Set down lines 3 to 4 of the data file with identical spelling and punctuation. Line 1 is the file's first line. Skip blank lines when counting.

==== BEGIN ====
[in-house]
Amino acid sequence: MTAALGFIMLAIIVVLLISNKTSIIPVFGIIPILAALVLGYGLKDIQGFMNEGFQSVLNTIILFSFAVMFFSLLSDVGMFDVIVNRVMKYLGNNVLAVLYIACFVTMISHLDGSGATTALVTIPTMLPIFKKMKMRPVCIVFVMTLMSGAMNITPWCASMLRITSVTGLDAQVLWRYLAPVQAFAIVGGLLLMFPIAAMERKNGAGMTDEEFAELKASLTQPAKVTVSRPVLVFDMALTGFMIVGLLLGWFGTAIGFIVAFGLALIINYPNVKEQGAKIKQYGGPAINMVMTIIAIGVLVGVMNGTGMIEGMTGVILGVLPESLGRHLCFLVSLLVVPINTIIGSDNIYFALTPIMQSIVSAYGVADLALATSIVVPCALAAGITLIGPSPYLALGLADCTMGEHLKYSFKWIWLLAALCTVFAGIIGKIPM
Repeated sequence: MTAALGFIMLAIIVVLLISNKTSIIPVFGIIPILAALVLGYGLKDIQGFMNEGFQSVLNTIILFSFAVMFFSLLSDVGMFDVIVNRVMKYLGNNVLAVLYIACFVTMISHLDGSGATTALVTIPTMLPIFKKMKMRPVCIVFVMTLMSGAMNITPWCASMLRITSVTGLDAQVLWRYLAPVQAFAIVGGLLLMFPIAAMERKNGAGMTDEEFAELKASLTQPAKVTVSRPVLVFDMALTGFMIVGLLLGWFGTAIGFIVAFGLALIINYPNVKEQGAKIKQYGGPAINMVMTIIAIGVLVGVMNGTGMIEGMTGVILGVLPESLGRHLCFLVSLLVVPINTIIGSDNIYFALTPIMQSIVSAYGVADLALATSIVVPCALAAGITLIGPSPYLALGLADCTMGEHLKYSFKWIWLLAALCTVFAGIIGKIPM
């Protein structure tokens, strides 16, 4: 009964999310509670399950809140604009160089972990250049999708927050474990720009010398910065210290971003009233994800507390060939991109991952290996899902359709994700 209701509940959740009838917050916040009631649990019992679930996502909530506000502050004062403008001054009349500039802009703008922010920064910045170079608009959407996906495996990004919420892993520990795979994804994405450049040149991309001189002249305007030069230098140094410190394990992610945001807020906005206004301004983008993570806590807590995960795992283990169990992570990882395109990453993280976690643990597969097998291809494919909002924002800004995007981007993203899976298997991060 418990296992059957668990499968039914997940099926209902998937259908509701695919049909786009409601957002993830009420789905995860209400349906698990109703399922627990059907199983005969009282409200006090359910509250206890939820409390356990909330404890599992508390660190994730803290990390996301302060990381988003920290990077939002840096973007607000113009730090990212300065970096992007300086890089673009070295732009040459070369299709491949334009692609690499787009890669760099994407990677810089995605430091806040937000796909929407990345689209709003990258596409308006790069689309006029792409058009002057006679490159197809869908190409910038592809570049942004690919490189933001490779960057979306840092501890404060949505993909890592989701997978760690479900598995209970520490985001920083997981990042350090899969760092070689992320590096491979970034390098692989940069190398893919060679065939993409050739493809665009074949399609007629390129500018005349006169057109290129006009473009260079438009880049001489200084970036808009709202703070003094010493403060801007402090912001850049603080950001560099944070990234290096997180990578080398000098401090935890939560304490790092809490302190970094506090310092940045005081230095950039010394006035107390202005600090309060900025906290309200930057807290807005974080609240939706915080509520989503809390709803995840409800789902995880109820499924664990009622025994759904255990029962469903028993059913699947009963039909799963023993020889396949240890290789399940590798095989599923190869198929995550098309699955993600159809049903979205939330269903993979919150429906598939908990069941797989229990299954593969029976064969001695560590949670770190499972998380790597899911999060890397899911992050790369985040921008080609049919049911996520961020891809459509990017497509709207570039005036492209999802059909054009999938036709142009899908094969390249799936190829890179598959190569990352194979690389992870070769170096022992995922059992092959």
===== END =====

Repeated sequence: MTAALGFIMLAIIVVLLISNKTSIIPVFGIIPILAALVLGYGLKDIQGFMNEGFQSVLNTIILFSFAVMFFSLLSDVGMFDVIVNRVMKYLGNNVLAVLYIACFVTMISHLDGSGATTALVTIPTMLPIFKKMKMRPVCIVFVMTLMSGAMNITPWCASMLRITSVTGLDAQVLWRYLAPVQAFAIVGGLLLMFPIAAMERKNGAGMTDEEFAELKASLTQPAKVTVSRPVLVFDMALTGFMIVGLLLGWFGTAIGFIVAFGLALIINYPNVKEQGAKIKQYGGPAINMVMTIIAIGVLVGVMNGTGMIEGMTGVILGVLPESLGRHLCFLVSLLVVPINTIIGSDNIYFALTPIMQSIVSAYGVADLALATSIVVPCALAAGITLIGPSPYLALGLADCTMGEHLKYSFKWIWLLAALCTVFAGIIGKIPM
């Protein structure tokens, strides 16, 4: 009964999310509670399950809140604009160089972990250049999708927050474990720009010398910065210290971003009233994800507390060939991109991952290996899902359709994700 209701509940959740009838917050916040009631649990019992679930996502909530506000502050004062403008001054009349500039802009703008922010920064910045170079608009959407996906495996990004919420892993520990795979994804994405450049040149991309001189002249305007030069230098140094410190394990992610945001807020906005206004301004983008993570806590807590995960795992283990169990992570990882395109990453993280976690643990597969097998291809494919909002924002800004995007981007993203899976298997991060 418990296992059957668990499968039914997940099926209902998937259908509701695919049909786009409601957002993830009420789905995860209400349906698990109703399922627990059907199983005969009282409200006090359910509250206890939820409390356990909330404890599992508390660190994730803290990390996301302060990381988003920290990077939002840096973007607000113009730090990212300065970096992007300086890089673009070295732009040459070369299709491949334009692609690499787009890669760099994407990677810089995605430091806040937000796909929407990345689209709003990258596409308006790069689309006029792409058009002057006679490159197809869908190409910038592809570049942004690919490189933001490779960057979306840092501890404060949505993909890592989701997978760690479900598995209970520490985001920083997981990042350090899969760092070689992320590096491979970034390098692989940069190398893919060679065939993409050739493809665009074949399609007629390129500018005349006169057109290129006009473009260079438009880049001489200084970036808009709202703070003094010493403060801007402090912001850049603080950001560099944070990234290096997180990578080398000098401090935890939560304490790092809490302190970094506090310092940045005081230095950039010394006035107390202005600090309060900025906290309200930057807290807005974080609240939706915080509520989503809390709803995840409800789902995880109820499924664990009622025994759904255990029962469903028993059913699947009963039909799963023993020889396949240890290789399940590798095989599923190869198929995550098309699955993600159809049903979205939330269903993979919150429906598939908990069941797989229990299954593969029976064969001695560590949670770190499972998380790597899911999060890397899911992050790369985040921008080609049919049911996520961020891809459509990017497509709207570039005036492209999802059909054009999938036709142009899908094969390249799936190829890179598959190569990352194979690389992870070769170096022992995922059992092959």